• [0006]
    The most advantageous material for the manufacture of intervertebral spinal implants is thermoplastic polymer, of which the most commonly used is polyetheretherketone (PEEK). This material has proven biocompatibility with human tissue and is biomechanically strong enough to withstand long-term cyclical loading as occurs within the spine. This type of material has a modulus of elasticity similar to bone, reducing the probability of bone subsidence which can occur with harder metallic implants. A significant problem, however, with the use of such polymeric spinal implants is inherent low levels of bone-device surface interaction. Machined or molded polymeric materials tend to have relatively high levels of lubricity, elasticity, and smoothness which conspire to reduce friction at the bone-device interface. This can result in undesirably low frictional forces between bone and the implanted device. Several parties have attempted to address this issue by adding large frictional features to the polymer implant. These features are typically exemplified by surface teeth of various designs. Although surface teeth increase interface friction somewhat, the underlying challenges of lubricity, smoothness and elasticity remain.
  • [0007]
    What is needed, therefore, is a polymer implant that builds upon the current state of the art.
  • SUMMARY OF THE INVENTION
  • [0008]
    One object of an embodiment is to provide simple frictional features that add a metallic surface material which has features of low lubricity, low elasticity and secondary frictional features. Such a design will maintain the desirable biomechanical properties of the polymeric implant itself while addressing frictional shortcomings at the bone-device interface. Physical properties of the metallic surface can be further optimized using dispersed deposition techniques onto the polymeric substrate.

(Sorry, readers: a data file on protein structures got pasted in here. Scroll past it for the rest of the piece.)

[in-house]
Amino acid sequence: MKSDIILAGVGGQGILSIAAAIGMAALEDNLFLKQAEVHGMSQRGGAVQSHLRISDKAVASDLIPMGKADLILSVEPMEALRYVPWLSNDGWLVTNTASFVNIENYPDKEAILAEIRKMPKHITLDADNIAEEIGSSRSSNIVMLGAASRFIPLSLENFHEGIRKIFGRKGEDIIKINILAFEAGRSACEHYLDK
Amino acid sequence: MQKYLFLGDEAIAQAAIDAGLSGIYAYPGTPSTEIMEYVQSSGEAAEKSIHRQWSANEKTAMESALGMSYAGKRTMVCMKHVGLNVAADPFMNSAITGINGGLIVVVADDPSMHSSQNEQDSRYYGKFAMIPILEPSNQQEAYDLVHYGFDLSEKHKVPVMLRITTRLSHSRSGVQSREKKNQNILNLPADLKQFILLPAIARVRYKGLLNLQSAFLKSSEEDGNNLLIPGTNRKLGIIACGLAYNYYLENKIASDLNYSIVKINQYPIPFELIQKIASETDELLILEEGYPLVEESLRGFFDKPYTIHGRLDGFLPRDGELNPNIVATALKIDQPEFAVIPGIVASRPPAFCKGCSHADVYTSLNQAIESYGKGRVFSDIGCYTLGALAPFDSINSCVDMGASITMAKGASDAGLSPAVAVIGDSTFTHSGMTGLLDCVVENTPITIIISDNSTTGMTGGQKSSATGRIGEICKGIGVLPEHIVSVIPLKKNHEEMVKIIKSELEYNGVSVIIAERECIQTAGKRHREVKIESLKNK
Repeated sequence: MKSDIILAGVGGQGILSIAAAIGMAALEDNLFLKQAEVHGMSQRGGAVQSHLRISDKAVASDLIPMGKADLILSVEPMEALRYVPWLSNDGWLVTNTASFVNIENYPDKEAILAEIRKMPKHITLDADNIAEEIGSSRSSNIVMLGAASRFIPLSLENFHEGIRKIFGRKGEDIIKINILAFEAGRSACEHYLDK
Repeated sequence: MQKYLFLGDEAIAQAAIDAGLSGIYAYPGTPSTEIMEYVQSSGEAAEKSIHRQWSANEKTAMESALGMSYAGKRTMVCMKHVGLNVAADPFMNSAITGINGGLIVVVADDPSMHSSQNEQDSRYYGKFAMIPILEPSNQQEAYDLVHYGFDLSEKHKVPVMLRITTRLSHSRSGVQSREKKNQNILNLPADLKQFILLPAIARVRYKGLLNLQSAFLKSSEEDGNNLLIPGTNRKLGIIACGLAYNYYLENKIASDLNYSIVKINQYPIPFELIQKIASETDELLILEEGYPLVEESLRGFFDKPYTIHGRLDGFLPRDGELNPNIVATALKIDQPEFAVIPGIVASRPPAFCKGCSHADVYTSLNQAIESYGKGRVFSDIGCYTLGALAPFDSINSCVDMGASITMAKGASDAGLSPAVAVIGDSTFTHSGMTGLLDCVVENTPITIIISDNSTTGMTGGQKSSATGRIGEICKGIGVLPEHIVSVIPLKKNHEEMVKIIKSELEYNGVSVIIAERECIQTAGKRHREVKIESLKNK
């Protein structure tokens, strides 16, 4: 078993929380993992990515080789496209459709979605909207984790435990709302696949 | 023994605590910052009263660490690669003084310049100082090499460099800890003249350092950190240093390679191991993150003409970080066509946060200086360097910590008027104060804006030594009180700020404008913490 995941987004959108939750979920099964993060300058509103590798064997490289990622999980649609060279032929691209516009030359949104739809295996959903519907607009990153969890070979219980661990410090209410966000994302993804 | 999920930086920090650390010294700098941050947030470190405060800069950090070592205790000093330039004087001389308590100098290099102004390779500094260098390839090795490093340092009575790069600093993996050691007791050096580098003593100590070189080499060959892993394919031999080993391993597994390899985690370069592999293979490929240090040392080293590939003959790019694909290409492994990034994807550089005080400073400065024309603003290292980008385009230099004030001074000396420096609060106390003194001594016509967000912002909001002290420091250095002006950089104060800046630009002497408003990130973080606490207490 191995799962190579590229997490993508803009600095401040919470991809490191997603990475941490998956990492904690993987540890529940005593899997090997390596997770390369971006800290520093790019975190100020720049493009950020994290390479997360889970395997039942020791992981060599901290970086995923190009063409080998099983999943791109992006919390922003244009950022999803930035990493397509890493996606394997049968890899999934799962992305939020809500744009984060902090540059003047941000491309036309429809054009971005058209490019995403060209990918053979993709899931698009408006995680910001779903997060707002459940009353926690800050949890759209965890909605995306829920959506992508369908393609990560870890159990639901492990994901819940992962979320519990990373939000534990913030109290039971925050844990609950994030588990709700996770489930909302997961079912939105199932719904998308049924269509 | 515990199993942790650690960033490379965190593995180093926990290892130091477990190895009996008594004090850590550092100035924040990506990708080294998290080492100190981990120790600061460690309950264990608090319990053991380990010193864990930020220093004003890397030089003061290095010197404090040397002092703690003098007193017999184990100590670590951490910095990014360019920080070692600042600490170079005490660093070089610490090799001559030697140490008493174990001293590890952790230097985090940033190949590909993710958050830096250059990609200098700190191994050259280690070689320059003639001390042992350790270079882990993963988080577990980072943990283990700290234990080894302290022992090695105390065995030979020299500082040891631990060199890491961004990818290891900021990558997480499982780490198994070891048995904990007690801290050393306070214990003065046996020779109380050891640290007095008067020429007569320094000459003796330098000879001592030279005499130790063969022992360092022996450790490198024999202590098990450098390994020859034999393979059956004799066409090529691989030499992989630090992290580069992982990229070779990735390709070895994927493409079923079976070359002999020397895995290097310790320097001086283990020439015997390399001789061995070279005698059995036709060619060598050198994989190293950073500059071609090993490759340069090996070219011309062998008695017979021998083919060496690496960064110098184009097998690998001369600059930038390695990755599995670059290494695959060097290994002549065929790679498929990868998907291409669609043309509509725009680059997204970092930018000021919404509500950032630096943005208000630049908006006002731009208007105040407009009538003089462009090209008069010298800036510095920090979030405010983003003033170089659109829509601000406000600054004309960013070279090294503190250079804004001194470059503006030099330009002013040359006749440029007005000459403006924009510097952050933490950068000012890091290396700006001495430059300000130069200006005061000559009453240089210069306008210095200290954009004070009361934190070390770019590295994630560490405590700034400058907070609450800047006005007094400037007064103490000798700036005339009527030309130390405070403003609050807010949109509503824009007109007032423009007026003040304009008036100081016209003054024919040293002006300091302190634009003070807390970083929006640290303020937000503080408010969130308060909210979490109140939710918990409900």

• [0009]
    A composite bone-device interface used, in its preferred embodiment, in an orthopedic implant for the support of spinal vertebrae. The interface is manufactured from, in its preferred embodiment, a combination of biocompatible materials, which comprise a bone-device interface zone. The interface zone comprises a relatively low friction polymeric substrate material and primary frictional features. The primary frictional features further comprise a high-friction surface material containing secondary frictional features.
  • [0010]
    One object of one embodiment is to provide a primary friction feature in combination with a secondary friction feature.
  • [0011]
    Another object is to provide an embodiment where the primary friction feature is integral with the body and comprises the same material as the body, such as a polymeric substrate, whereas the secondary friction feature which is integral with, applied to, deposited on or otherwise adhered to the primary friction feature is of a different substrate, such as a metal or a metal alloy.
  • [0012]
    Still another object is to provide a surgical implant having improved frictional engagement at the bone-implant engaging interfaces.
  • [0013]
    Still another object is to provide an embodiment wherein the secondary frictional features are plasma vapor depositions on the primary frictional features.
  • [0014]
    Still another embodiment is to provide an implant having a body with both primary frictional features and secondary frictional features.
  • [0015]